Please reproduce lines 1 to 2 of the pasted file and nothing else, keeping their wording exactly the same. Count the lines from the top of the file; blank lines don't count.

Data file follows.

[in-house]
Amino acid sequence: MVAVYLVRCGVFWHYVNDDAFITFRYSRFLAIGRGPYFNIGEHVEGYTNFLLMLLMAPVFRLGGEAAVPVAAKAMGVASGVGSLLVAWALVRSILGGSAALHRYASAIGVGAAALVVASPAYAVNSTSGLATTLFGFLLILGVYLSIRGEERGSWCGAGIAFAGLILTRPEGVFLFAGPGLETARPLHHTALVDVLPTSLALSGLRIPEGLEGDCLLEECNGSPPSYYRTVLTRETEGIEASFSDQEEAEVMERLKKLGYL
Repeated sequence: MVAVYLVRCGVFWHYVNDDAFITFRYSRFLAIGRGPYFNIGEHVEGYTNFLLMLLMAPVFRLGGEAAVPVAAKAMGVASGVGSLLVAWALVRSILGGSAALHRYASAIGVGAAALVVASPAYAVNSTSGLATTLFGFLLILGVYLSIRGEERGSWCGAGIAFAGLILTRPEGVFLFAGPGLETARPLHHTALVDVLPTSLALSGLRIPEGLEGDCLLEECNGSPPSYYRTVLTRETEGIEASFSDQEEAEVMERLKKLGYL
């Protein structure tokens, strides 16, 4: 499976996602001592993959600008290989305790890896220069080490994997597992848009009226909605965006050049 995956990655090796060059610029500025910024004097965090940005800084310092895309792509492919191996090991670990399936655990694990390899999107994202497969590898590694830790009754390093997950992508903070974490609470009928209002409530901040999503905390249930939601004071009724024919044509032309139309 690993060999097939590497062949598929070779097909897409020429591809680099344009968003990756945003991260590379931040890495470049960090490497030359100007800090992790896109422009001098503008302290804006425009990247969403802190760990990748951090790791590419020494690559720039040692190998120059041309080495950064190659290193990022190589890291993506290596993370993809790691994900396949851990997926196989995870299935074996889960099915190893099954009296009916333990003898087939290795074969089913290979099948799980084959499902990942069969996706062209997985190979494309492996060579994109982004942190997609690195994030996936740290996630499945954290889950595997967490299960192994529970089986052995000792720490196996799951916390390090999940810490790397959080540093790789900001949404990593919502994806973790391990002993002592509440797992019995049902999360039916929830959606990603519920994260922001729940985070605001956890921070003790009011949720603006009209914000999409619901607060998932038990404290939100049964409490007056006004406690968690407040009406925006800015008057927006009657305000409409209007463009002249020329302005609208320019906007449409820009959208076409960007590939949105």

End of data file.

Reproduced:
[in-house]
Amino acid sequence: MVAVYLVRCGVFWHYVNDDAFITFRYSRFLAIGRGPYFNIGEHVEGYTNFLLMLLMAPVFRLGGEAAVPVAAKAMGVASGVGSLLVAWALVRSILGGSAALHRYASAIGVGAAALVVASPAYAVNSTSGLATTLFGFLLILGVYLSIRGEERGSWCGAGIAFAGLILTRPEGVFLFAGPGLETARPLHHTALVDVLPTSLALSGLRIPEGLEGDCLLEECNGSPPSYYRTVLTRETEGIEASFSDQEEAEVMERLKKLGYL